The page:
As the opposition’s deadline for the government to quit by January 31 passed without any event, Prime Minister Imran Khan on Tuesday threw down the gauntlet, saying he would resign if the opposition leaders return the wealth they had looted from the nation.
The opposition Pakistan Democratic Movement (PDM) had given a deadline to the government to resign by January 31, saying that they would force the departure of the ruling party by staging a long march and en masse resigning from the assemblies.
“It takes courage to resign,” the prime minister said, while chairing the cabinet meeting. “If they had the courage to resign, they would not have run away from the country by getting a NRO,” he said, referring to the Musharraf era political amnesty under the National Reconciliation Ordinance.
“The opposition cannot hold a long march or gather people,” he told the ministers. On the other hand, he offered his resignation but with a condition: “If [PDM leaders] Nawaz Sharif, Asif Zardari and Maulana Fazlur Rehman return the money stolen from the country, I will resign tomorrow,” he said.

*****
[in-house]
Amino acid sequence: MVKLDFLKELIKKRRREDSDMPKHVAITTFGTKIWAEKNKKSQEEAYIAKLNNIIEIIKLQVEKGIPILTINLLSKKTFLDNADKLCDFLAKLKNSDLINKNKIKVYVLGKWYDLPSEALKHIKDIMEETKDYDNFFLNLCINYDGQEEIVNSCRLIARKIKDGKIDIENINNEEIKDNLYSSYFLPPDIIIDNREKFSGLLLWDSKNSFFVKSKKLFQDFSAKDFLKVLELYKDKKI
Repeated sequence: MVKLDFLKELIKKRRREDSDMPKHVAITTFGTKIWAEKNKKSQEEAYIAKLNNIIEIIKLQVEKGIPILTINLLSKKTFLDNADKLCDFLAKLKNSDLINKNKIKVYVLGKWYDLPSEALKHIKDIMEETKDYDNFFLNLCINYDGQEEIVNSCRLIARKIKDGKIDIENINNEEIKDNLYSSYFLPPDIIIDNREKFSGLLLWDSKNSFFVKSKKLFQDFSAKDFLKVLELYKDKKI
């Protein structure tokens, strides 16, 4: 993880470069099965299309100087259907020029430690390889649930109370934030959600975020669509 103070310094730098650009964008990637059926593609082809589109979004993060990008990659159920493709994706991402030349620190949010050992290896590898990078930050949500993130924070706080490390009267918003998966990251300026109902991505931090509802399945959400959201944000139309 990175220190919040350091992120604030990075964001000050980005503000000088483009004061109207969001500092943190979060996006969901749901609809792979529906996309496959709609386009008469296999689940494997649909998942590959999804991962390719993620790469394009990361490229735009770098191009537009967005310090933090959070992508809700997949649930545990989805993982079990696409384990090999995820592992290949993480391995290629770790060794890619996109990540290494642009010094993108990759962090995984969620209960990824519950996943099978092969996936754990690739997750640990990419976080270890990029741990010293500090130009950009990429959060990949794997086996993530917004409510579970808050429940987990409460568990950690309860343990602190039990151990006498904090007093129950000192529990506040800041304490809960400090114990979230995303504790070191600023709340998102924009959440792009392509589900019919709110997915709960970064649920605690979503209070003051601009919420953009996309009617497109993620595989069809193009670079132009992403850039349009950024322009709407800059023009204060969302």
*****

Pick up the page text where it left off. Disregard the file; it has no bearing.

Addressing the cabinet meeting, the prime minister, while taking notice of an accident in the federal capital overnight, sought details of the security provided to the ministers in order to stop misuse of the security protocol.
Later, giving a briefing to the journalists after the cabinet meeting, Information Minister Senator Shibli Faraz said the prime minister took notice of the incident in which a squad of vehicles had broken the red traffic signal in Islamabad and four persons were killed.
“The prime minister instructed the federal and provincial governments to strictly discourage the use of security and protocol squads on roads which created a culture of fear and impunity,” the information minister said.
The minister said the problem of land grabbers was also discussed in the meeting and it was informed that operations were continuing against illegal occupiers of state land, including those who had encroached upon railways land.
“Railways Minister Azam Swati is working on the issue of railways land and he has been further instructed to get the government assets recovered,” the information minister added. “Land grabbing has weakened the rule of law and also created a sense of insecurity among the public,” he added.